ireland photo diary: loughcrea

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It was cold and rainy as we boarded our taxi in Loughcrea.  After a 2.5-hour bus ride our hearts were missing Aingeal and our tummies were missing her scones.  This was hanger at its finest, my friends, and after a day full of wet mountain biking, you can throw sore booties and jelly legs into the mix as well.  Our destination (one of the very last of the trip) was the mysterious Slieve Aughty Centre.

Our stomachs growled audibly and as if in deliberate cacophony as we twisted and turned, bumping up and down the rough dirt roads on our way up to the Bed and Breakfast.  Kevin broke the silence for the first time in 20 minutes, declaring his extreme craving for Italian food after 2 weeks of bangers and mash, and I was just starting to feel nauseous when our ride ended.  The rain lifted away a bit to reveal The Towers.  When we stepped out to clear the taxi-window-lense that stood between us and our home for the night, K and I were speechless.  Even in rain the Slieve Aughty Centre was beautiful.  A lush organic garden to its right, and stables out back, the only thing missing was a rope swing and some dogs…oh wait! there they were, all convened under the wrap-around porch, taking a break to dry off.  Pure farmland perfection.

As we entered, we were greeted with the friendliest of faces, inviting us to come sit for dinner, which we had not even reserved.  Maybe they can feel our hangry energy, and it’s upsetting the peaceful aura of this place, I thought.  The dining tables were so elegant, with candles and rustic flower arrangements, lilac placemats and water carafes.   Like a dream.  But then it got even more dream-like.  After slurping up a bowl of the best tomato soup I’ve ever tasted (for the record, I’m not much of a tomato soup fan at all), the chef hoisted out a heaping bowl of spaghetti onto the little buffet table, with a big bowl of bolognese to spread over the top.  Kevin’s pasta prayers had been heard!  The dinner was incredible.  It’s really amazing the way organic ingredients transform a basic meal into something worth bragging about.  Don’t even get us started on the melon icecream and berry cobbler that followed…we could go on and on about that one all night.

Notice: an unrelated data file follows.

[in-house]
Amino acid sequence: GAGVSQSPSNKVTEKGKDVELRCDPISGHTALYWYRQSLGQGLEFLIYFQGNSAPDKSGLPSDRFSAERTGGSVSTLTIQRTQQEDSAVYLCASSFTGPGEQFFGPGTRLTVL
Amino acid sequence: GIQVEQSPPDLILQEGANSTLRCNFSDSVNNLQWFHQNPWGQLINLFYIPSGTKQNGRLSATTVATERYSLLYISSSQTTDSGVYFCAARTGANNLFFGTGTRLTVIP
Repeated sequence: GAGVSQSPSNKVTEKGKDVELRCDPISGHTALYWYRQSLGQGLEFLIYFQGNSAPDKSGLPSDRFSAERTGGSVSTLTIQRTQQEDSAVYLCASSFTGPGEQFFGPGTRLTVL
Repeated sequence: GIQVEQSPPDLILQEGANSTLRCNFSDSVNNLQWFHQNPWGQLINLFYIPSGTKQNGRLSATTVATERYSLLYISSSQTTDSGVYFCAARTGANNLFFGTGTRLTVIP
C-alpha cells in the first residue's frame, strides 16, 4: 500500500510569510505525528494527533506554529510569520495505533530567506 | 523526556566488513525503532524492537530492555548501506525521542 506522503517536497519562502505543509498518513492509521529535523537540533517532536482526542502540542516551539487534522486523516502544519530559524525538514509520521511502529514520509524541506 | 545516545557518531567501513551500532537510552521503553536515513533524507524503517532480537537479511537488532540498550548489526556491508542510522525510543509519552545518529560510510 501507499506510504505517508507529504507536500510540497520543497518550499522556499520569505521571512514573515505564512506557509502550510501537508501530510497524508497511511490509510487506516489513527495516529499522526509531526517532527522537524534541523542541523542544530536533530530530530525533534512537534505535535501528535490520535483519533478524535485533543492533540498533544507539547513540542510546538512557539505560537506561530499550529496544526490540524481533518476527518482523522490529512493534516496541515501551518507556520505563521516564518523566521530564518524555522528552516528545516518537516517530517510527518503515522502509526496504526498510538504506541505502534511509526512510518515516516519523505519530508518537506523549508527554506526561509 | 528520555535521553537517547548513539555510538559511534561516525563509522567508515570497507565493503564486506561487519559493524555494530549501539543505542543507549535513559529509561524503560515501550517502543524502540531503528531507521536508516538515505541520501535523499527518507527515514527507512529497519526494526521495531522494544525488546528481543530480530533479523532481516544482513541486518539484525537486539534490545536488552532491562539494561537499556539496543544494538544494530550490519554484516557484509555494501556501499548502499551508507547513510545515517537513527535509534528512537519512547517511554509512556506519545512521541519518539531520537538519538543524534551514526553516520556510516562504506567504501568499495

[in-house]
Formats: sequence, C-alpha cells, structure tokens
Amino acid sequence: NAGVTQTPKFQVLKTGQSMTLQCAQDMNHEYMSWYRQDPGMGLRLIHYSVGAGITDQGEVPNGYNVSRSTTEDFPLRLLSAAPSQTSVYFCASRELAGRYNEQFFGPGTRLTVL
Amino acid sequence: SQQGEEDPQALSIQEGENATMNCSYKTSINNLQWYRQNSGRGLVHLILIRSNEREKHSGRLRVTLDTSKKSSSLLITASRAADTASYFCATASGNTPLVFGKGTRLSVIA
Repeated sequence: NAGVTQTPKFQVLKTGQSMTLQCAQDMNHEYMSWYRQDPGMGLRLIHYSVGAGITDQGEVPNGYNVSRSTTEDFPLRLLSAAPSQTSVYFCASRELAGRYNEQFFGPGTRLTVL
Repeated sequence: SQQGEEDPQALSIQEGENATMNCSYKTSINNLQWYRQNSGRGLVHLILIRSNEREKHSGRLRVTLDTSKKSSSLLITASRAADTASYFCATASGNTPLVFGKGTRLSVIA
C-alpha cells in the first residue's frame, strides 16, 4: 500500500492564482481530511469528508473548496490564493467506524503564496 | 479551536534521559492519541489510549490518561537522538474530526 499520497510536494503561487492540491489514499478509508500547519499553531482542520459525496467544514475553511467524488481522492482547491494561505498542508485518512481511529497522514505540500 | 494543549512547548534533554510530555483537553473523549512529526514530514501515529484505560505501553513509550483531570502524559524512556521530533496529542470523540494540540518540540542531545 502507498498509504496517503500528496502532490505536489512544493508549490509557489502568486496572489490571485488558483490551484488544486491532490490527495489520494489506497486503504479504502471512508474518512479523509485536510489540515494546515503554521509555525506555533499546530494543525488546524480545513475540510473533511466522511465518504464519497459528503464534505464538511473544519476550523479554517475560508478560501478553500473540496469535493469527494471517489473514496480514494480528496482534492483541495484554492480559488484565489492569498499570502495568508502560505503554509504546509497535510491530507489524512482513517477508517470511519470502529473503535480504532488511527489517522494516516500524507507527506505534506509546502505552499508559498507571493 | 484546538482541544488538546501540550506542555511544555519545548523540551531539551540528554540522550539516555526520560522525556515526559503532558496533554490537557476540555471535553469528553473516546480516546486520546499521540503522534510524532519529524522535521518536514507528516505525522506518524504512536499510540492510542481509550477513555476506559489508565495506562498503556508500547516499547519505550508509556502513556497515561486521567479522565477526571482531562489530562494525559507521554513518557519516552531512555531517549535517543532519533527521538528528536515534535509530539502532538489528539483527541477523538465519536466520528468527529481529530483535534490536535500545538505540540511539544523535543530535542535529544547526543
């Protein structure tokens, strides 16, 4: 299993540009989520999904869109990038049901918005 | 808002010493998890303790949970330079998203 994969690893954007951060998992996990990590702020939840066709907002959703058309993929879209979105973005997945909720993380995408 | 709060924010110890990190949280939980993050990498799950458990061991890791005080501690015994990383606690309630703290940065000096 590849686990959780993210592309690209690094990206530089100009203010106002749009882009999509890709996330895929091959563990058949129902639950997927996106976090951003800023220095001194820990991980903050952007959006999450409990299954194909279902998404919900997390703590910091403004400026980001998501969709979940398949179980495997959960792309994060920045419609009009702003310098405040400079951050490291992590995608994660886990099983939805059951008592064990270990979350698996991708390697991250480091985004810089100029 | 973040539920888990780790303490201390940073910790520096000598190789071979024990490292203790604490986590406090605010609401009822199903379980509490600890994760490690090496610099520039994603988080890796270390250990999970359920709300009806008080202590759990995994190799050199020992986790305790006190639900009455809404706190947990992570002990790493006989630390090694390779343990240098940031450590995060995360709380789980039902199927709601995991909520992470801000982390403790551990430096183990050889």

Our bedroom felt like a rustic spa retreat, with white linens, more water carafes, and an all-natural body wash to be used in the shower, so not to contaminate their water supply with our chemical-ridden other worldly soaps.  With full bellies and clean hair, we slept like babies that night.

 The next morning we awoke for another delicious meal and the long-awaited “donkey tour” I’d reserved for us.  It had become very clear to us then that not only were we the only guests outside of the large family of Germans staying in the B&B, we were quite unmistakably the only non-horseback-riders. Being the sole couple without riding pants on at breakfast is a strange feeling.

We headed out to the stables to collect a map of the forest trails and our donkey so we could be on our way.  Out came Hero, our designated donkey tour guide, looking a bit tired but ready for his morning brushing, which we were all too glad to give him.  A few moments later and we were on our way, trekking through the woods with just Hero and the trees.  Do you remember the scene from Snow White where she runs away into the black forest and all of the trees are covered in moss and they have spooky faces?  And then the scene in the morning when she wakes up and everything in the forest is alive, beautiful and happy to see her?  I’m convinced this was the exact forest from that movie.  With its patches of desolation and darkness, sections that glowed with light from the inside out, and a blanket of greenery covered absolutely everything,  it was right out of a fairytale.  Just breathtaking.